What is the difference between Freehold and Leasehold?
What is a long Leasehold contract? (AKA a Lease)
- The landowner or landlord will generally manage and maintain the building subject to receipt of service charge and ground rent payments.
- The leaseholder will agree to keep the property in good order and pay any ongoing payments under the lease, such as service charges and ground rent.
Length & Extension of Lease
- Service Charges – The services charge is a fee that the leaseholder pays to the landlord to cover their share of the cost of maintaining the leasehold property. There will also be a charge for managing the building which can be performed by the landlord or a management company, such as cleaning and gardening. These charges will vary depending on the terms of the lease.
- Ground Rent – The ground rent is a fee that the leaseholder must pay to the freeholder, to rent the land upon which the leaseholder’s property stands, if required by clauses in the lease. Top tip – it is important that you are aware of these payments and understand how they may be increased in the future as it may make lenders less likely to provide mortgages.
- Sinking Fund – This is a fund set up to cover major works or emergencies such as roof repairs or replacing the communal boilers. Having a fund in place ensures that the cost of major but infrequent repairs are paid for equally by all generations of residents, rather than leaving large expenses to be footed by future occupants. This figure will be stipulated in your lease agreement and your solicitor should advise you on this when you first purchase your property.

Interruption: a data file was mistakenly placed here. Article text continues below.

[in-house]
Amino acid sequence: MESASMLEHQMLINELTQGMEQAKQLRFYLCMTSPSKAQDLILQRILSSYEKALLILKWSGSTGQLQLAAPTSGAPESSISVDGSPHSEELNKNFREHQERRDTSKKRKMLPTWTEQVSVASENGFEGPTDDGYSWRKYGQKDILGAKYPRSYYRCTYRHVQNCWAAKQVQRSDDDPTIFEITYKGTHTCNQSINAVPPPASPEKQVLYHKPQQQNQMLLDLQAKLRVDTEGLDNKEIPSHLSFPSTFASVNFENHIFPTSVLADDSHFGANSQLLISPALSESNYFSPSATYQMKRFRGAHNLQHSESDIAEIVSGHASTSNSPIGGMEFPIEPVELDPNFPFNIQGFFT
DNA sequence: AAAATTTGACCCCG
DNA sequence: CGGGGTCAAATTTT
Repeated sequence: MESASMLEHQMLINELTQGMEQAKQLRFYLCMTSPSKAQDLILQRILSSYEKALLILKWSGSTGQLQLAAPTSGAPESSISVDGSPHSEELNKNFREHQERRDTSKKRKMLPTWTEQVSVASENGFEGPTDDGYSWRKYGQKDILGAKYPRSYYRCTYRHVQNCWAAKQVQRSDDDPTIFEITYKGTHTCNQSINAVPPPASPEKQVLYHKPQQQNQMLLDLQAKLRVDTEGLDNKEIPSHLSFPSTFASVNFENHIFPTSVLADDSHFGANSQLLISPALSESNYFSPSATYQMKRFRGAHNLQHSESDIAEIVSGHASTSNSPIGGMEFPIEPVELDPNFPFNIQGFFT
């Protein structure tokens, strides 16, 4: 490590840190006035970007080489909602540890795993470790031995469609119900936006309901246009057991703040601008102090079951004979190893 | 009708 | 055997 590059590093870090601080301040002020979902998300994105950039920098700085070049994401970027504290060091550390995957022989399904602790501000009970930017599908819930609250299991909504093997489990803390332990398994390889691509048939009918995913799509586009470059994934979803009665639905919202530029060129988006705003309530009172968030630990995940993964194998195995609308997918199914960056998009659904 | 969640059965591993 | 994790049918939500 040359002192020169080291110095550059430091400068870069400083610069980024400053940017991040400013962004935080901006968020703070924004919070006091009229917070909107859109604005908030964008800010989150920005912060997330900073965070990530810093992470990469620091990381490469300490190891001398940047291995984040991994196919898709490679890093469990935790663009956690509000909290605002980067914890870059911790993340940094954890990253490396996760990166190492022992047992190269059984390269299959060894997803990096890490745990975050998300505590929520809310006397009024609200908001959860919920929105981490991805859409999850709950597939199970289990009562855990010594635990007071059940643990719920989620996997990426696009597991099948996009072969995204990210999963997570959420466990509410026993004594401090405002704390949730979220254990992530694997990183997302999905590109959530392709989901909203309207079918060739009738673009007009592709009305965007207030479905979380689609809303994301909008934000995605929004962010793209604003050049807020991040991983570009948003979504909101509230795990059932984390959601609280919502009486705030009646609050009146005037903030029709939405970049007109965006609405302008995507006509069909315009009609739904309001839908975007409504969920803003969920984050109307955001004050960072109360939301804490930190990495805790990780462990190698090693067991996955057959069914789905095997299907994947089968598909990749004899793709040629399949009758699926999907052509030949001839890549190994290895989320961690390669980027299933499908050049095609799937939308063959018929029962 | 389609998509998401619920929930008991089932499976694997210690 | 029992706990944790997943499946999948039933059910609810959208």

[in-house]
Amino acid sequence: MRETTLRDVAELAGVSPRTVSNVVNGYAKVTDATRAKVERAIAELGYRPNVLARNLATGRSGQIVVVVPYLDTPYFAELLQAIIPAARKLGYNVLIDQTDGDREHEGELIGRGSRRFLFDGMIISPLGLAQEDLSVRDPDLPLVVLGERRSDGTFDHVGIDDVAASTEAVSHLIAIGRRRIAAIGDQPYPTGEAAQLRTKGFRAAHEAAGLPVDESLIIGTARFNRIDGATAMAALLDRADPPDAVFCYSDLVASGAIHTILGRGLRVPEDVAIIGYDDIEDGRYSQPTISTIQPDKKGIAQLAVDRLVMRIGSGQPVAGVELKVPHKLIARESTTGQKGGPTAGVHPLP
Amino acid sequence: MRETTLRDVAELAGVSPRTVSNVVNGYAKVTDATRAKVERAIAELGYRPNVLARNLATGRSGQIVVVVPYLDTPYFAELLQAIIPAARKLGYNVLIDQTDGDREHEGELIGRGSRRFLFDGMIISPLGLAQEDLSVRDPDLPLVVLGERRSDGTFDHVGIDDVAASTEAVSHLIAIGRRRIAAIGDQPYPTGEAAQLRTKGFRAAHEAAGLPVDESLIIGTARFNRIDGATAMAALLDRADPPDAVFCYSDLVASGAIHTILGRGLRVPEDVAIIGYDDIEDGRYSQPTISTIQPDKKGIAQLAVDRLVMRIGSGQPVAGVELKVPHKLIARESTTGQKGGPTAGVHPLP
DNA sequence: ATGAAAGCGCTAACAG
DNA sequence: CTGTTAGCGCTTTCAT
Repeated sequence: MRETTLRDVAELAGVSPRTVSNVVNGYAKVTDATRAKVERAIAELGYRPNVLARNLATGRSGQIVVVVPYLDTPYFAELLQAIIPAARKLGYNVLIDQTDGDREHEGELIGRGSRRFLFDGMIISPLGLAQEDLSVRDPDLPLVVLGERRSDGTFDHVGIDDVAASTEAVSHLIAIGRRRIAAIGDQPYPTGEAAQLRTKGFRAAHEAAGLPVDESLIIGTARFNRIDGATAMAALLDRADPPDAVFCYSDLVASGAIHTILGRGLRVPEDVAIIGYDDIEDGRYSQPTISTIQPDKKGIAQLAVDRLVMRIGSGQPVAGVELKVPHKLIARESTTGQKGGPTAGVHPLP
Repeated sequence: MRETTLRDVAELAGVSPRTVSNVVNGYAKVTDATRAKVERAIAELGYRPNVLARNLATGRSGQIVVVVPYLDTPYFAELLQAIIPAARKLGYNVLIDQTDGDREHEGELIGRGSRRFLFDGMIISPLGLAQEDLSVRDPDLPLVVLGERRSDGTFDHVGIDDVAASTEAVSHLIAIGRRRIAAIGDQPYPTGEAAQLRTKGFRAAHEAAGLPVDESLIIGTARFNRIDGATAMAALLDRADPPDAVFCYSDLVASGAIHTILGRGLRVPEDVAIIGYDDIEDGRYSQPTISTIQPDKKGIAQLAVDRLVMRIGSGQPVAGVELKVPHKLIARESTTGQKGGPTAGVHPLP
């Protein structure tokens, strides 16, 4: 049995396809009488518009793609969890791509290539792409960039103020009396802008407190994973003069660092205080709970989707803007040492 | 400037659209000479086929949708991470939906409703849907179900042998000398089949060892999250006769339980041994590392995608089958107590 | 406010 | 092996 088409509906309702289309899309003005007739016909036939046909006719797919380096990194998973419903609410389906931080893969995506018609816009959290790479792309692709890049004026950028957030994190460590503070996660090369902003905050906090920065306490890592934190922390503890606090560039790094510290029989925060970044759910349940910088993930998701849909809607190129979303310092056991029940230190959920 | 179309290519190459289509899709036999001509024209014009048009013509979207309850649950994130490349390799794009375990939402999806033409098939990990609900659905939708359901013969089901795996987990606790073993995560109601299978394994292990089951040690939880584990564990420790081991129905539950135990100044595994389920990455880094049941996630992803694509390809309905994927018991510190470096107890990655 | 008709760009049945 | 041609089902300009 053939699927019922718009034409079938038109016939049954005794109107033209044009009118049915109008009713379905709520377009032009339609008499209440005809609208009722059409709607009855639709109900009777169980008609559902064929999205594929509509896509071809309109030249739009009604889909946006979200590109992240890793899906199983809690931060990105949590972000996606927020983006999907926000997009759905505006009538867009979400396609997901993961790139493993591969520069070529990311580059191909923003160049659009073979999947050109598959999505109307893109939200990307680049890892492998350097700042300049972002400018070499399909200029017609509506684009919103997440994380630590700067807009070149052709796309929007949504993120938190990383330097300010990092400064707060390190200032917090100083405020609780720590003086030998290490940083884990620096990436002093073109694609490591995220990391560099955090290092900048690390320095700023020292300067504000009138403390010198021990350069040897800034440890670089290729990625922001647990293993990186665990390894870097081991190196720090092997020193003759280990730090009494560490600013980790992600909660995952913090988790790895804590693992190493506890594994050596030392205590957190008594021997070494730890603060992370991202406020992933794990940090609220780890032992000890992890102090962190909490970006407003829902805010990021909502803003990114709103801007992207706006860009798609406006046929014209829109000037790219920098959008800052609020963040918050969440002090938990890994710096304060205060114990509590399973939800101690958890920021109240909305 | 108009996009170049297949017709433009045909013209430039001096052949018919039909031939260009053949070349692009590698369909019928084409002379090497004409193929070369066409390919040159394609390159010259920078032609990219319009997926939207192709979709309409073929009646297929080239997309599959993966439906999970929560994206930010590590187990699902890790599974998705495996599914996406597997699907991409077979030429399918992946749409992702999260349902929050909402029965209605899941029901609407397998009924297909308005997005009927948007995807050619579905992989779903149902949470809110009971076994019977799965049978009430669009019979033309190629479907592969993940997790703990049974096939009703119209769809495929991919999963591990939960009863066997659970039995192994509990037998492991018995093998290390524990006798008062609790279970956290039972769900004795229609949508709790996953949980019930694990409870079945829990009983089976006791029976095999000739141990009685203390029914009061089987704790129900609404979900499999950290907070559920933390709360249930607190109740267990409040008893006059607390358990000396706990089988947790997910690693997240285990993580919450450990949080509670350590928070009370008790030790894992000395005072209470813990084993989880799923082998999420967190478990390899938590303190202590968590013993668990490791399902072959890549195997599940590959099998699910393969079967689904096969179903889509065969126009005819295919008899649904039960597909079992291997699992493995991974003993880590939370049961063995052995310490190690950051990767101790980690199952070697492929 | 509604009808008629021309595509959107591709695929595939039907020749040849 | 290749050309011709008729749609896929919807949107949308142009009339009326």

- Other Charges – A leaseholder may also have to pay the freeholder administration charges in certain circumstances to cover the cost of granting approval (usually referred to as a permission fee) or to supply documents such as providing a management pack. You might also have to pay for a ‘notice of transfer’ (payable for adding a new owner).
Share of Freehold
Top 10 things to consider when buying a leasehold property:
- The number of years remaining on the lease term.
- The annual ground rent, whether it increases, the frequency of the increase and the method of the increase.
- The current service charge and what this covers.
- Whether any major works have been recently completed or are anticipated for which you may be asked to pay towards.
- Whether there are any restrictions on how you use the property or charges for certain activities.
- Whether there are requirements for gaining permission, for example, to sublet or alter the property, and whether fees will be charged for doing so.
- Whether ground rent payments are up to date and who collects them.
- Who the freeholder is and if there is one, which managing agent do they use for the property.
- Which insurance company will insure the building and what is the annual insurance amount. This may be addressed in the service charges information.
- Whether the freeholder has agreed to or intends to, sell the freehold (especially for new build properties).